Volkswagen Group’s Spanish brand, Seat, restarted production on Monday after the automaker was forced to halt output last week amid civil unrest in Barcelona.
Five production shifts were suspended last week and around 3,500 cars were not built, a Seat spokesman told Automotive News Europe.
Production restarted early Monday, the spokesman said, adding that the automaker will make up the lost output in the coming weeks.
Seat stopped production lines from midday on Thursday until Friday night after demonstrations erupted on the streets of Barcelona following the jailing of Catalan separatist leaders.
Seat took the step to avoid possible supply disruptions and problems some workers could have in reaching its Martorell plant on the outskirts of Barcelona.
The brand’s offices in Martorell remained open but white collar workers were given the chance to work from home.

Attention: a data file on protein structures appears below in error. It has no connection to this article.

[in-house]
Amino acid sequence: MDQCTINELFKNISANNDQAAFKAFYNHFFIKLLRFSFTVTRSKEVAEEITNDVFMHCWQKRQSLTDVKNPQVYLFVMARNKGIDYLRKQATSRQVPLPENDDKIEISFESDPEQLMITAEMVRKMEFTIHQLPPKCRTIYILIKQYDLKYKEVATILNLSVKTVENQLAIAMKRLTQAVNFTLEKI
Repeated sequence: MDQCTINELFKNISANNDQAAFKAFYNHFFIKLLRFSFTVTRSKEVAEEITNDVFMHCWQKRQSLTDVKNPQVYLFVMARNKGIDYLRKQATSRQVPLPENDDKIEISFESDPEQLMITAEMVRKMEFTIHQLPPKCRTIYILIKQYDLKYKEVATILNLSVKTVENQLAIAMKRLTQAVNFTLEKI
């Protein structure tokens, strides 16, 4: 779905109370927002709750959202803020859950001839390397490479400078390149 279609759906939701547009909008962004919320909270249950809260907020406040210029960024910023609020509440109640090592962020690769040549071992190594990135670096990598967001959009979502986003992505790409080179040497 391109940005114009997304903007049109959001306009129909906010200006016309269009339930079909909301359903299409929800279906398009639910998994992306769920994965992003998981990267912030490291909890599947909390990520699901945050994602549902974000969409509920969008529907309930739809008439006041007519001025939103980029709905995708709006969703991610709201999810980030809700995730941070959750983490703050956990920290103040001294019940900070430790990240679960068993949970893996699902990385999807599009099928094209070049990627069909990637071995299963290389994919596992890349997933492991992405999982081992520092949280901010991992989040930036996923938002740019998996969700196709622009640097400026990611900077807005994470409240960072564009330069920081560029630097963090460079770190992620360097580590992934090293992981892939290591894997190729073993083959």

Nissan also has a plant in the Barcelona. The factory continued production because it is in an area that was less affected by demonstrations, according to Spanish newspaper La Vanguardia.
Hundreds of demonstrators battled police in the heart of Barcelona on Friday.
Unions called a general strike and students boycotted classes. More than 50 flights at Barcelona’s main airport were canceled and local transport ran reduced services.
Catalonia is a semi-autonomous region of Spain with some 7.5 million inhabitants who have their own language, parliament and flag.
Independence is a highly divisive issue, with a poll in July showing backing for secession in the region at its lowest level in two years, with 48 percent of people against and 44 percent in favor.